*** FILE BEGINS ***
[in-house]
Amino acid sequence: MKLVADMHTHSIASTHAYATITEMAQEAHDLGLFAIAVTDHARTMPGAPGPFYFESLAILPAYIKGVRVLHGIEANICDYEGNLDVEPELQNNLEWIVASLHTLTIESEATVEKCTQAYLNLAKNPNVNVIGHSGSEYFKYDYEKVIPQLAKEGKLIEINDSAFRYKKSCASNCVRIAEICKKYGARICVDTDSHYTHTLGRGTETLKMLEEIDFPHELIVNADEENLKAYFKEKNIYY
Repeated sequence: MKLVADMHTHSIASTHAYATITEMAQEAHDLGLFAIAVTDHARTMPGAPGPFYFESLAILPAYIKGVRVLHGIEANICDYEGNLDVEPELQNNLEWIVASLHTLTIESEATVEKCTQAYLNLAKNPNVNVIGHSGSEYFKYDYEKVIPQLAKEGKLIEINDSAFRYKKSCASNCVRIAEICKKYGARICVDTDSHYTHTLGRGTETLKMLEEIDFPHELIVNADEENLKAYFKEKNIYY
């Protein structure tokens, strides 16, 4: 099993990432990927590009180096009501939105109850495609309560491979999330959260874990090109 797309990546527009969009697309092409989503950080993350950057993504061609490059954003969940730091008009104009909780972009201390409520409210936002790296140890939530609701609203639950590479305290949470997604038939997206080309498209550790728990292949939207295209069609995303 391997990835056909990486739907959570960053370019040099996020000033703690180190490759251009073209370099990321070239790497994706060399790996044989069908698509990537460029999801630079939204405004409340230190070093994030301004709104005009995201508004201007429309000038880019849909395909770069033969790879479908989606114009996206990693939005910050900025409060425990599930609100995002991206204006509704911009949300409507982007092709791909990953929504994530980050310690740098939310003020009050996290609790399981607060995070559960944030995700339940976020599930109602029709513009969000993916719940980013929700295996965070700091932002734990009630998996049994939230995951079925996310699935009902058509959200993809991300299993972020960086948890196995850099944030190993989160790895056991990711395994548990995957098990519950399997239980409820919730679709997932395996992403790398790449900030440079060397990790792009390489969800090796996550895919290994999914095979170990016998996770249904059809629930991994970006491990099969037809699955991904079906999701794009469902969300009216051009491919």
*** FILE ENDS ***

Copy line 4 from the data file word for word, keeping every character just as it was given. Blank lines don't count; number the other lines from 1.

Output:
């Protein structure tokens, strides 16, 4: 099993990432990927590009180096009501939105109850495609309560491979999330959260874990090109 797309990546527009969009697309092409989503950080993350950057993504061609490059954003969940730091008009104009909780972009201390409520409210936002790296140890939530609701609203639950590479305290949470997604038939997206080309498209550790728990292949939207295209069609995303 391997990835056909990486739907959570960053370019040099996020000033703690180190490759251009073209370099990321070239790497994706060399790996044989069908698509990537460029999801630079939204405004409340230190070093994030301004709104005009995201508004201007429309000038880019849909395909770069033969790879479908989606114009996206990693939005910050900025409060425990599930609100995002991206204006509704911009949300409507982007092709791909990953929504994530980050310690740098939310003020009050996290609790399981607060995070559960944030995700339940976020599930109602029709513009969000993916719940980013929700295996965070700091932002734990009630998996049994939230995951079925996310699935009902058509959200993809991300299993972020960086948890196995850099944030190993989160790895056991990711395994548990995957098990519950399997239980409820919730679709997932395996992403790398790449900030440079060397990790792009390489969800090796996550895919290994999914095979170990016998996770249904059809629930991994970006491990099969037809699955991904079906999701794009469902969300009216051009491919």